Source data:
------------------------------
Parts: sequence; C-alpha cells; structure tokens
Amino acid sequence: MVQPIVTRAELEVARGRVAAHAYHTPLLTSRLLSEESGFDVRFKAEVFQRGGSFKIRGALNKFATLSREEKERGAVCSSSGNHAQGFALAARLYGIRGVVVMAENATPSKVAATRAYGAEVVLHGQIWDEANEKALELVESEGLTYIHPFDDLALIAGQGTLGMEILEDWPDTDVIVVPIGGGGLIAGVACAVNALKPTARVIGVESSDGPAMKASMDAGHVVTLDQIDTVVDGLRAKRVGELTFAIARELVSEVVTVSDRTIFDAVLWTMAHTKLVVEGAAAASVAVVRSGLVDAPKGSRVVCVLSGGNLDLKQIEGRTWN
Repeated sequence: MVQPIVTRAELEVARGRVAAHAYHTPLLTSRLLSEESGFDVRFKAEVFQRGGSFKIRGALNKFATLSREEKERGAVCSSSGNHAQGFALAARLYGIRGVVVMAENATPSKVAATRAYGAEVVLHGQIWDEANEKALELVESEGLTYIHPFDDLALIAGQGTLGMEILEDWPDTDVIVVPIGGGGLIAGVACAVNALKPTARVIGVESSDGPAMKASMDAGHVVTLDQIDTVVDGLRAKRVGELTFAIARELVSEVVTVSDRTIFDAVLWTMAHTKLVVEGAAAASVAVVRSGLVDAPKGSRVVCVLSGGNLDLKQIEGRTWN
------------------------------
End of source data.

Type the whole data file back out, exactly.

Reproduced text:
Parts: sequence; C-alpha cells; structure tokens
Amino acid sequence: MVQPIVTRAELEVARGRVAAHAYHTPLLTSRLLSEESGFDVRFKAEVFQRGGSFKIRGALNKFATLSREEKERGAVCSSSGNHAQGFALAARLYGIRGVVVMAENATPSKVAATRAYGAEVVLHGQIWDEANEKALELVESEGLTYIHPFDDLALIAGQGTLGMEILEDWPDTDVIVVPIGGGGLIAGVACAVNALKPTARVIGVESSDGPAMKASMDAGHVVTLDQIDTVVDGLRAKRVGELTFAIARELVSEVVTVSDRTIFDAVLWTMAHTKLVVEGAAAASVAVVRSGLVDAPKGSRVVCVLSGGNLDLKQIEGRTWN
Repeated sequence: MVQPIVTRAELEVARGRVAAHAYHTPLLTSRLLSEESGFDVRFKAEVFQRGGSFKIRGALNKFATLSREEKERGAVCSSSGNHAQGFALAARLYGIRGVVVMAENATPSKVAATRAYGAEVVLHGQIWDEANEKALELVESEGLTYIHPFDDLALIAGQGTLGMEILEDWPDTDVIVVPIGGGGLIAGVACAVNALKPTARVIGVESSDGPAMKASMDAGHVVTLDQIDTVVDGLRAKRVGELTFAIARELVSEVVTVSDRTIFDAVLWTMAHTKLVVEGAAAASVAVVRSGLVDAPKGSRVVCVLSGGNLDLKQIEGRTWN